Though high alanine aminotransferase (ALT) levels are problematic for people with liver disease, abnormally low levels are also connected to health problems. Read on to find out about the factors beyond liver health that can cause your ALT levels to drop too low and how to increase your levels naturally.

What Does Low ALT mean?

ALT is measured in units per liter of blood or U/L. The most recent comprehensive review concluded that the upper normal limit for ALT should be[5]:

  • 31 U/L for women
  • 42 U/L for men

Until recently, however, 10 to 40 U/L was considered as the normal range for both genders [5].

ALT levels under 7 U/L are considered to be low, though even borderline-low levels (7-16 U/L) might be sub-optimal and point to nutrient deficiencies or other health problems [1, 2, 3].

ALT levels below 7 U/L are low and may point to specific health problems or nutrient deficiencies.

Causes & Conditions Associated with Low ALT

1) Heart Disease

In multiple studies with over one million participants in total, people with low ALT levels were more likely to suffer from heart disease [4, 5, 6].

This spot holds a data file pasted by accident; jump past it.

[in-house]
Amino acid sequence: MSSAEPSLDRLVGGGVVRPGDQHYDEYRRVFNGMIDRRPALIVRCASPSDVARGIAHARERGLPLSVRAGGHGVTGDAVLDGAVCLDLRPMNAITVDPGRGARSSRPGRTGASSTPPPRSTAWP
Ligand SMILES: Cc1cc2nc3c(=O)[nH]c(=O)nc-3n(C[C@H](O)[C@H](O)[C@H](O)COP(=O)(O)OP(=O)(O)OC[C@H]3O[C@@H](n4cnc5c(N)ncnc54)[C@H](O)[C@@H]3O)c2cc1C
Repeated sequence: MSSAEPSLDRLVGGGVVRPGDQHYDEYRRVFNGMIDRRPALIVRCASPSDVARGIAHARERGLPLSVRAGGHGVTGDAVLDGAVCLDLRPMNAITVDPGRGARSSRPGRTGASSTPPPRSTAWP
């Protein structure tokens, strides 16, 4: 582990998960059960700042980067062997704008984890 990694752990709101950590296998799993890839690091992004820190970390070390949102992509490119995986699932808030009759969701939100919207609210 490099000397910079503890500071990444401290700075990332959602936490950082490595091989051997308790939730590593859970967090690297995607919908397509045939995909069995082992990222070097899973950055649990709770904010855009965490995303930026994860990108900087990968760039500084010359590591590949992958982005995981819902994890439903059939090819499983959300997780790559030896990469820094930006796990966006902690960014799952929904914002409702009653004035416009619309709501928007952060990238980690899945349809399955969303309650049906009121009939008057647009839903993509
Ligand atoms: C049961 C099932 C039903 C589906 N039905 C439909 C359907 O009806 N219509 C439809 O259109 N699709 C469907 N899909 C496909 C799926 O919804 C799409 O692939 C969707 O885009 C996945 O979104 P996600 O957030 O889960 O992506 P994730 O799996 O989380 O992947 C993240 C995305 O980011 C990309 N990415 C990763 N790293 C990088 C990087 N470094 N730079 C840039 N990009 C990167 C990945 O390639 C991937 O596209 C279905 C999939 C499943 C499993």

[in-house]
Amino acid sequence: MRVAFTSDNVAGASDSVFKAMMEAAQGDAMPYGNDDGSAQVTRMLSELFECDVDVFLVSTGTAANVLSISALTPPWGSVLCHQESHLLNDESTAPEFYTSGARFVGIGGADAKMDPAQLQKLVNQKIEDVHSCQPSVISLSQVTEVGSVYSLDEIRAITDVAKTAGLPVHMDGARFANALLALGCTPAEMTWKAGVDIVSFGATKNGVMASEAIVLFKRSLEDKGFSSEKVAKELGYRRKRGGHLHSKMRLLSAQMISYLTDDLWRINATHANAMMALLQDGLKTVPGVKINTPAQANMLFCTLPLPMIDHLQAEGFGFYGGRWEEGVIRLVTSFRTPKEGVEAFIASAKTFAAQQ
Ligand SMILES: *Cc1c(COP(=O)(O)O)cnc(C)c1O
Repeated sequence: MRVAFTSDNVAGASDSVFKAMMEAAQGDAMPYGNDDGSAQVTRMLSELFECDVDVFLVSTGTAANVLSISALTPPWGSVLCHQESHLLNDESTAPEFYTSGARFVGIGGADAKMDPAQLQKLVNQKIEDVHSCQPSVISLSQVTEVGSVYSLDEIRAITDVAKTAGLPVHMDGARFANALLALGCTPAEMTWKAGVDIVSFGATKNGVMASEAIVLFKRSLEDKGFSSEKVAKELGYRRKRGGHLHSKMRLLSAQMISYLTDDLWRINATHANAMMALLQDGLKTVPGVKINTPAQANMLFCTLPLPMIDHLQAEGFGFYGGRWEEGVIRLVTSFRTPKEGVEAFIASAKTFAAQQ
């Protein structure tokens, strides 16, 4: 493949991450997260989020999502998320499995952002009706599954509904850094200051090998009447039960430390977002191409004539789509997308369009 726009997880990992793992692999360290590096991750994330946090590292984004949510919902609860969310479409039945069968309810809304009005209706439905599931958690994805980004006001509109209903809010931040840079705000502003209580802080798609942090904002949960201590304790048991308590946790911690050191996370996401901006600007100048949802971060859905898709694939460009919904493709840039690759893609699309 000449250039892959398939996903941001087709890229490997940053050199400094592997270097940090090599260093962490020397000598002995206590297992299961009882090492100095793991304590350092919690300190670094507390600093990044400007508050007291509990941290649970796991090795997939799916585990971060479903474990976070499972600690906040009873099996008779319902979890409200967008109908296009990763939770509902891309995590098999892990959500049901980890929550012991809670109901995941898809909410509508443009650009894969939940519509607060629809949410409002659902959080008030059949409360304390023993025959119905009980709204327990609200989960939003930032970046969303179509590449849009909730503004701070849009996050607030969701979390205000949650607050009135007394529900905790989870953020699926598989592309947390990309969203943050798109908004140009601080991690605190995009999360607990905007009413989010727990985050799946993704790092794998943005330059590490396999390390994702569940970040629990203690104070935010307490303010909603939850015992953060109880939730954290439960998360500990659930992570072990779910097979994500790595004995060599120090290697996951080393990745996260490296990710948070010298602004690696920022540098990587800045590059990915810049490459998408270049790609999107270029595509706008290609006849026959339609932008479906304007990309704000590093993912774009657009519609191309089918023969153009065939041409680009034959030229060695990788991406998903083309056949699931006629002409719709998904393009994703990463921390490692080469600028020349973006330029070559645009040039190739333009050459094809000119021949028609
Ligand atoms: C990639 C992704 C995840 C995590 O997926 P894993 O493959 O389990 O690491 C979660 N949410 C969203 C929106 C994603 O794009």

Two studies of diabetic patients (9,795 and 2,993 participants) found similar results [7, 8].

In the first study, people with ALT levels below 8 U/L were 65% more likely to suffer from a heart attack. In the second, the risk of heart disease began to decline for ALT levels over 30 U/L, especially in women [7, 8].

Extremely low levels may indicate either impaired liver function or an underlying cause that is both reducing ALT and harming the heart [4].

Low ALT levels may point to an underlying disease that is harming both the heart and liver; slightly lower levels might also increase the risk of heart disease.

2) Risk of Dying in Seniors

In the elderly, low ALT levels may indicate an aging liver, increased fragility, and poor nutrition (455 participants, 1,673 participants) [9, 10].